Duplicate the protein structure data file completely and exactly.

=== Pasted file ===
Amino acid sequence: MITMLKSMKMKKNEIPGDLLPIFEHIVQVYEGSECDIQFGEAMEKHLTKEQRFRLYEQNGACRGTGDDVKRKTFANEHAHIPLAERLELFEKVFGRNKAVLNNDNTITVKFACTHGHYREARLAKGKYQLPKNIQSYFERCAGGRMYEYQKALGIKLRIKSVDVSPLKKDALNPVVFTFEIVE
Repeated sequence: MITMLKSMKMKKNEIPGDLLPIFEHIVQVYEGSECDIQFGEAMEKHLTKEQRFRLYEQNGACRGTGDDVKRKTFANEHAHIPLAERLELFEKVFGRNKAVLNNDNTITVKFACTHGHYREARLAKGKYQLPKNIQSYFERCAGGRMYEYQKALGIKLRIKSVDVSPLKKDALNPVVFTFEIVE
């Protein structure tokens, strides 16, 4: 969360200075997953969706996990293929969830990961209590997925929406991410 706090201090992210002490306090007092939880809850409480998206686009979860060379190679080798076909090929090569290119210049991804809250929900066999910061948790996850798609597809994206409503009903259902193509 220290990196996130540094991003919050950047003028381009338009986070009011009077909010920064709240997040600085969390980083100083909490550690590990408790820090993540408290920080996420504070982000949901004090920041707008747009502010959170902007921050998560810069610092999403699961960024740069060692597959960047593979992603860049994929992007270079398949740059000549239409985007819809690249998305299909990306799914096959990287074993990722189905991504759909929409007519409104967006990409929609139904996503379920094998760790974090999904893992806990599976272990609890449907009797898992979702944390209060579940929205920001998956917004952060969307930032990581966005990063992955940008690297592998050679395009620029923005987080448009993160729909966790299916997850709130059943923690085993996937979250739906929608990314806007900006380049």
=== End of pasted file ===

Amino acid sequence: MITMLKSMKMKKNEIPGDLLPIFEHIVQVYEGSECDIQFGEAMEKHLTKEQRFRLYEQNGACRGTGDDVKRKTFANEHAHIPLAERLELFEKVFGRNKAVLNNDNTITVKFACTHGHYREARLAKGKYQLPKNIQSYFERCAGGRMYEYQKALGIKLRIKSVDVSPLKKDALNPVVFTFEIVE
Repeated sequence: MITMLKSMKMKKNEIPGDLLPIFEHIVQVYEGSECDIQFGEAMEKHLTKEQRFRLYEQNGACRGTGDDVKRKTFANEHAHIPLAERLELFEKVFGRNKAVLNNDNTITVKFACTHGHYREARLAKGKYQLPKNIQSYFERCAGGRMYEYQKALGIKLRIKSVDVSPLKKDALNPVVFTFEIVE
């Protein structure tokens, strides 16, 4: 969360200075997953969706996990293929969830990961209590997925929406991410 706090201090992210002490306090007092939880809850409480998206686009979860060379190679080798076909090929090569290119210049991804809250929900066999910061948790996850798609597809994206409503009903259902193509 220290990196996130540094991003919050950047003028381009338009986070009011009077909010920064709240997040600085969390980083100083909490550690590990408790820090993540408290920080996420504070982000949901004090920041707008747009502010959170902007921050998560810069610092999403699961960024740069060692597959960047593979992603860049994929992007270079398949740059000549239409985007819809690249998305299909990306799914096959990287074993990722189905991504759909929409007519409104967006990409929609139904996503379920094998760790974090999904893992806990599976272990609890449907009797898992979702944390209060579940929205920001998956917004952060969307930032990581966005990063992955940008690297592998050679395009620029923005987080448009993160729909966790299916997850709130059943923690085993996937979250739906929608990314806007900006380049």